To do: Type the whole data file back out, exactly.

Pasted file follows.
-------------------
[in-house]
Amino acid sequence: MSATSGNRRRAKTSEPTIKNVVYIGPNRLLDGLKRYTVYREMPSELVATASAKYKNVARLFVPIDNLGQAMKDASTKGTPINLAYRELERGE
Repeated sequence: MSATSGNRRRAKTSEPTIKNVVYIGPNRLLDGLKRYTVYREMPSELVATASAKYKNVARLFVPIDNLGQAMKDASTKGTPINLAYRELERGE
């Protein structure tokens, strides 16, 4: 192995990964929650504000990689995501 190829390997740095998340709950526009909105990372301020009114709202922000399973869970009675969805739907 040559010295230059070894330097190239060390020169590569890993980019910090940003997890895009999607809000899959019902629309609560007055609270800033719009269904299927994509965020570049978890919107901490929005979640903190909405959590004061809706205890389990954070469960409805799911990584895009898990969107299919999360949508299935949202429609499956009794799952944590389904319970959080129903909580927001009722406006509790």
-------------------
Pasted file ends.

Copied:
[in-house]
Amino acid sequence: MSATSGNRRRAKTSEPTIKNVVYIGPNRLLDGLKRYTVYREMPSELVATASAKYKNVARLFVPIDNLGQAMKDASTKGTPINLAYRELERGE
Repeated sequence: MSATSGNRRRAKTSEPTIKNVVYIGPNRLLDGLKRYTVYREMPSELVATASAKYKNVARLFVPIDNLGQAMKDASTKGTPINLAYRELERGE
């Protein structure tokens, strides 16, 4: 192995990964929650504000990689995501 190829390997740095998340709950526009909105990372301020009114709202922000399973869970009675969805739907 040559010295230059070894330097190239060390020169590569890993980019910090940003997890895009999607809000899959019902629309609560007055609270800033719009269904299927994509965020570049978890919107901490929005979640903190909405959590004061809706205890389990954070469960409805799911990584895009898990969107299919999360949508299935949202429609499956009794799952944590389904319970959080129903909580927001009722406006509790």